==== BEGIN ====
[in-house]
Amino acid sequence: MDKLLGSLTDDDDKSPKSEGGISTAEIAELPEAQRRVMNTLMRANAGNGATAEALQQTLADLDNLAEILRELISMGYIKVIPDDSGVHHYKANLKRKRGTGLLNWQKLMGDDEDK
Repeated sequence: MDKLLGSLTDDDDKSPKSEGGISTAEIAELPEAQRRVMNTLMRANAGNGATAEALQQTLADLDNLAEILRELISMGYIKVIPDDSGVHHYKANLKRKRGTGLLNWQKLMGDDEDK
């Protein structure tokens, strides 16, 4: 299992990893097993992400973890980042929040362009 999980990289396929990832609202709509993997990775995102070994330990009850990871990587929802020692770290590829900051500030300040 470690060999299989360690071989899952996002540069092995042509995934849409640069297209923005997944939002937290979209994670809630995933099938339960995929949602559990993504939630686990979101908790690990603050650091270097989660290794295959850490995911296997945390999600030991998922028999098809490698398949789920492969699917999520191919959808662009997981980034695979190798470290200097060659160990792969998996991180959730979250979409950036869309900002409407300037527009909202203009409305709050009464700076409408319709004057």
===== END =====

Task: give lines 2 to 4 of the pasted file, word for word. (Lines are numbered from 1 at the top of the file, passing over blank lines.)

Amino acid sequence: MDKLLGSLTDDDDKSPKSEGGISTAEIAELPEAQRRVMNTLMRANAGNGATAEALQQTLADLDNLAEILRELISMGYIKVIPDDSGVHHYKANLKRKRGTGLLNWQKLMGDDEDK
Repeated sequence: MDKLLGSLTDDDDKSPKSEGGISTAEIAELPEAQRRVMNTLMRANAGNGATAEALQQTLADLDNLAEILRELISMGYIKVIPDDSGVHHYKANLKRKRGTGLLNWQKLMGDDEDK
């Protein structure tokens, strides 16, 4: 299992990893097993992400973890980042929040362009 999980990289396929990832609202709509993997990775995102070994330990009850990871990587929802020692770290590829900051500030300040 470690060999299989360690071989899952996002540069092995042509995934849409640069297209923005997944939002937290979209994670809630995933099938339960995929949602559990993504939630686990979101908790690990603050650091270097989660290794295959850490995911296997945390999600030991998922028999098809490698398949789920492969699917999520191919959808662009997981980034695979190798470290200097060659160990792969998996991180959730979250979409950036869309900002409407300037527009909202203009409305709050009464700076409408319709004057």